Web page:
Ellen Winner

TAKE #13 - Shamanism in the Time of Coronavirus

Stuck at home, routines disrupted, without access to so many of the little treats that kept us going through the day — meetings with friends, lunch out with workmates, coffee latte to go . . . . We may be overburdened with children grown cranky with pent-up energy, confined with irritating family members, or left pining alone to face our anxieties.  Deprived of our usual avenues of escape, starved for connection and wanting to contribute to our society, we long for something, anything, to make us feel safe and worthwhile.

In this time of great change our habitual ways of coping are failing. We don’t know what’s going to happen. Our minds want to shy away from thoughts of what’s ahead with societal supports collapsing, healthcare systems overwhelmed, supply chains for goods and services taken over by profiteers, and government officials incompetent to deal with the chaos.

We don’t know what to expect. Will we have food, heat, light and water for our families? Who can care for us with hospitals and doctors overwhelmed? What if we have an accident or other ailment? Who of our loved ones will be left when the plague has passed? Will it come for us? Is it our fate to die alone, gasping for breath on the cold floor of a hospital corridor? We don’t even want to think about it.

Not knowing what to expect is uncomfortable, yet we are wise if we can welcome it as a state highly prized by spiritual teachers. It wakes us up, opening us to more expansive ways of being. It makes us look for help in new places, beyond governments and organizations, beyond the distractions of hobbies, parties, videos and gossip, beyond outworn ways of reacting and relating to the world.

Our ancient ancestors faced calamitous change: ice ages, alternating with warming periods of sea level rise, natural catastrophes of famine, drought, deluge, fire, storm, and earthquakes, predators, hostile armies … and plagues.

In dire straits, they too must have grieved their vanished lives of predictability and comfort and deeply longed for new wisdom to show them how protect themselves and find food and shelter. They must have lived through periods of deprivation and fearful uncertainty, as we do now.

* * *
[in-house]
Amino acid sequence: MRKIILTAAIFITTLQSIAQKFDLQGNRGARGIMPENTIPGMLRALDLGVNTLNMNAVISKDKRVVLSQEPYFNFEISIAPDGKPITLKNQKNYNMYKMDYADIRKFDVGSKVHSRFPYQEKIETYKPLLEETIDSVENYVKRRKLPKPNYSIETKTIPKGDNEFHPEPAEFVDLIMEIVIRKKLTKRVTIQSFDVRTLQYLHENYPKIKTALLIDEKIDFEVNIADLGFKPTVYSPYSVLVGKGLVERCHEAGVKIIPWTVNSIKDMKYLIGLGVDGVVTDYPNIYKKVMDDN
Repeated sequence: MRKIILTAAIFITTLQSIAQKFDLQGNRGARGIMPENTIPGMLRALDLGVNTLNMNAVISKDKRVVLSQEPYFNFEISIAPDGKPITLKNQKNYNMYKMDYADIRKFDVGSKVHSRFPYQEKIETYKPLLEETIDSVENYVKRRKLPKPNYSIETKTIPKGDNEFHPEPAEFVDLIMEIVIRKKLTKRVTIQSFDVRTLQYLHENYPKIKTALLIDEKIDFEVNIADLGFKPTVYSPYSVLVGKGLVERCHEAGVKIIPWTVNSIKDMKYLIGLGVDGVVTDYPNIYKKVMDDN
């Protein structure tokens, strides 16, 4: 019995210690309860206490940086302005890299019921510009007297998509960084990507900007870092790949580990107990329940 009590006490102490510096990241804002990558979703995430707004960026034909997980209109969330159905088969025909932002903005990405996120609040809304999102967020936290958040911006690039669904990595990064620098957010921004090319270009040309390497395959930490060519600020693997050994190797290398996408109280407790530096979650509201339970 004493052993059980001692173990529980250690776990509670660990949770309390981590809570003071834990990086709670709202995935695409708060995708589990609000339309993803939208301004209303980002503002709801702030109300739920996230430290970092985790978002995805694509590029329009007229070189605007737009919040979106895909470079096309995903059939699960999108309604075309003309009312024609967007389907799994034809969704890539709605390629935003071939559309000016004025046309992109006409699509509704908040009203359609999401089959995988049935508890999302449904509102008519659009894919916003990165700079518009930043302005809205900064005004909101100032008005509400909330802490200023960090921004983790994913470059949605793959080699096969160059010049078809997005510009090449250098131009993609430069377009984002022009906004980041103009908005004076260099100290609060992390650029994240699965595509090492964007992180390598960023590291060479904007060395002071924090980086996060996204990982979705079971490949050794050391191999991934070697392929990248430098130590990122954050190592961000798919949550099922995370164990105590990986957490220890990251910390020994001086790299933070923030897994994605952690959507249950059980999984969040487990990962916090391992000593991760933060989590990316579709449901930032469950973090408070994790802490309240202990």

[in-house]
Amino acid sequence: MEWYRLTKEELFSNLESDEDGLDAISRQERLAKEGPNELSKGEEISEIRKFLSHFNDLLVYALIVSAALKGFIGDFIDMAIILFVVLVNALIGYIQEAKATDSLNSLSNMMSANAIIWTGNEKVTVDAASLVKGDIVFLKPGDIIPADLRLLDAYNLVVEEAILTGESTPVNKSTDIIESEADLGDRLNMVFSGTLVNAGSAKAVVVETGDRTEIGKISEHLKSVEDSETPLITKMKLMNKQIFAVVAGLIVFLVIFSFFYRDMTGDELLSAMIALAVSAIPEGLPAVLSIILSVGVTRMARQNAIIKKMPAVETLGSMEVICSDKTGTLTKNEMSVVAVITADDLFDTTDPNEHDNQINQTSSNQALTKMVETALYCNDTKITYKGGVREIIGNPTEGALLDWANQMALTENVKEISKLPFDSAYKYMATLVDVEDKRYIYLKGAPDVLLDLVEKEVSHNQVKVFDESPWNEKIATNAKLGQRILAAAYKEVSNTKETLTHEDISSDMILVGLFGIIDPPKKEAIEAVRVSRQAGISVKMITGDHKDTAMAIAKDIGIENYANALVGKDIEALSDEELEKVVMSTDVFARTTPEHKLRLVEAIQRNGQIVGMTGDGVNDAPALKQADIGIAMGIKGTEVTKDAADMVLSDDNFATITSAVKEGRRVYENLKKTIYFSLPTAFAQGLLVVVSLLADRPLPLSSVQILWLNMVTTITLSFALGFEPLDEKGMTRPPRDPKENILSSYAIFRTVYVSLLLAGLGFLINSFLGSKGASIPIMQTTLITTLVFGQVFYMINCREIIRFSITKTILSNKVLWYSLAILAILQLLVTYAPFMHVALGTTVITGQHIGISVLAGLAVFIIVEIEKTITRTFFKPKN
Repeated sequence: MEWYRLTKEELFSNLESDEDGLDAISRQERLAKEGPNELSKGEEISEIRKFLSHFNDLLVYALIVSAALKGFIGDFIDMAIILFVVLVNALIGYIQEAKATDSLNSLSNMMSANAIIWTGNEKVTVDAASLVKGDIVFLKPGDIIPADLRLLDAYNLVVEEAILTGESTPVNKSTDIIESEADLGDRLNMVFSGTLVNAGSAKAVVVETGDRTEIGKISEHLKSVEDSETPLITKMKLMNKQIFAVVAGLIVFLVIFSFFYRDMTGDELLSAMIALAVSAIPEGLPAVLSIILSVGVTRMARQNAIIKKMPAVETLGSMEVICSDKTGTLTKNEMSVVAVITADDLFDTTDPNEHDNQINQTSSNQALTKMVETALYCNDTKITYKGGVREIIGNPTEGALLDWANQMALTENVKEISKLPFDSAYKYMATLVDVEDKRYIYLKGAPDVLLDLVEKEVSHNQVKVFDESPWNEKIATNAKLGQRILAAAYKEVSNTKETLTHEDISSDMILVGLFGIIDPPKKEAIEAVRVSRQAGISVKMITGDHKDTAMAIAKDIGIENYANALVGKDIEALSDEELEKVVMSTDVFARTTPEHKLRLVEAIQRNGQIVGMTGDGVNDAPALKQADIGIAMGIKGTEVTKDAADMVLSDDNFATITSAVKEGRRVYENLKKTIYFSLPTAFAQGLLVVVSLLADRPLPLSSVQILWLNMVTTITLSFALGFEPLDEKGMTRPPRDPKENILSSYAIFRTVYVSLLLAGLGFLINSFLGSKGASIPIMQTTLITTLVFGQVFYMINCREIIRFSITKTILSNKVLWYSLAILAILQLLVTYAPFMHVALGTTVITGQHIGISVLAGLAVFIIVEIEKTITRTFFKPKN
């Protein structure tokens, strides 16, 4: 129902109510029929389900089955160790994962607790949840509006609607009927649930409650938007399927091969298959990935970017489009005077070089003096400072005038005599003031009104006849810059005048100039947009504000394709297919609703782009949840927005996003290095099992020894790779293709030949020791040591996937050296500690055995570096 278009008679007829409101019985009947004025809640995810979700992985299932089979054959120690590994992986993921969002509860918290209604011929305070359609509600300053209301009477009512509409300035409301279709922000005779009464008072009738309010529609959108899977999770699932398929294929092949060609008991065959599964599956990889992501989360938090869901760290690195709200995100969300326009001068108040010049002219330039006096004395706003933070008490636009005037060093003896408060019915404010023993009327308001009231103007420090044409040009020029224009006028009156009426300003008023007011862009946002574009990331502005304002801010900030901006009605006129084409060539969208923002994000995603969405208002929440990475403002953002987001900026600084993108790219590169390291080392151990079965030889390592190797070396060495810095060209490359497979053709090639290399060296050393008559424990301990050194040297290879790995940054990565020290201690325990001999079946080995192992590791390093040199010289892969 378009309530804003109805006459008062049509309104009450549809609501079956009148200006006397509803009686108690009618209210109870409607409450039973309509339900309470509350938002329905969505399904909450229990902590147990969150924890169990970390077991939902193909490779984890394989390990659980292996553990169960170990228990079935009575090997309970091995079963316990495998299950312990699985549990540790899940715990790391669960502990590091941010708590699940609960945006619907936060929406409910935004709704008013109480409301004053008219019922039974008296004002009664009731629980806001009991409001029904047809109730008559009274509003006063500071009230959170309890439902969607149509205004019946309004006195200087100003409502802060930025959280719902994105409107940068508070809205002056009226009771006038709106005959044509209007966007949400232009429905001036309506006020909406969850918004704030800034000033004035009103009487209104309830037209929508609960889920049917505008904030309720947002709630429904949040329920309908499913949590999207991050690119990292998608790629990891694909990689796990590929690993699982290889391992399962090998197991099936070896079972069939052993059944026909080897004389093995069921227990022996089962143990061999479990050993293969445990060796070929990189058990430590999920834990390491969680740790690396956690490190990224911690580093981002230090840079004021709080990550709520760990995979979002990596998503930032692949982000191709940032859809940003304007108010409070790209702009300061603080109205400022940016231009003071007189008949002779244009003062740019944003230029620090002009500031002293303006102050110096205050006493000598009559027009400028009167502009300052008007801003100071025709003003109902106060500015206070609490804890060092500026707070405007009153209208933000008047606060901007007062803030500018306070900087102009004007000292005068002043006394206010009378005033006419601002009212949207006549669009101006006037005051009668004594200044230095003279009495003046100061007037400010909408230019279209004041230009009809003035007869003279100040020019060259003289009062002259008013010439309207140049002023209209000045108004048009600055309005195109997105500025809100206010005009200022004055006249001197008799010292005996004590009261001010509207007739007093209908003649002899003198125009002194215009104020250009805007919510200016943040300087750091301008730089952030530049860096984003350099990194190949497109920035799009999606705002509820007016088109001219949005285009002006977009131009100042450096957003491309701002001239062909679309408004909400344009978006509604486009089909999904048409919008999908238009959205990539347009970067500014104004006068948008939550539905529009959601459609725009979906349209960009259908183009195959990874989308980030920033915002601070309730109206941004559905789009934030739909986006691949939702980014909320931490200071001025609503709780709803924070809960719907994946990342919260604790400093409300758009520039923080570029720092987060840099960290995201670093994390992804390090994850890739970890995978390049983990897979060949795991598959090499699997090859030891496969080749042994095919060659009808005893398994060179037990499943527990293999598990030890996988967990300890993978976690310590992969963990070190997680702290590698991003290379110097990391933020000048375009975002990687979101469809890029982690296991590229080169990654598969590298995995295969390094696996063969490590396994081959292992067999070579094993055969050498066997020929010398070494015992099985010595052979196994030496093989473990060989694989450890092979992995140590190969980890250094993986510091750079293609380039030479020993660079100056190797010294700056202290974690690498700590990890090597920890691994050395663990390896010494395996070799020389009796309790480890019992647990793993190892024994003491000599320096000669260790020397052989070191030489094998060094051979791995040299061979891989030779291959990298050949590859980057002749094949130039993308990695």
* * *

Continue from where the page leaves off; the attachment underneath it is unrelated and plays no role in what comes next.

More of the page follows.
And the Universe responded to their longing with gifts from realms beyond the narrow horizons of their hand-to-mouth struggles — gifts of vision and prophesy to those open enough to receive them. Shamans arose among the people bringing wise consolation, guidance, and healing from the spirits.

Like those brave ancestors, we must turn, in hard times, to deeper places in our souls, becoming sensitive to subtle energies and presences usually obscured by the loud, bright chaos of our lives.

We are truly all one, integrally connected by a web of interdependence. The spirits keep on giving us this message. It has evidently taken a challenge as serious as a planet-wide pandemic to get our attention and make us understand we really are connected, totally dependent upon each other for our very existence. Rugged individualism has always been a pipe dream, as much as we admire those who work hard to develop extraordinary competencies. For nothing ever lived on earth that didn’t take its nourishment from the great planetary ecosystem, and give back its substance in turn to nourish it.

Now, as in past times, the more serious the challenge, the closer compassionate spirits gather. They are always moved to help is in our suffering, but they need receptive shamans to be their eyes and hands on Earth.

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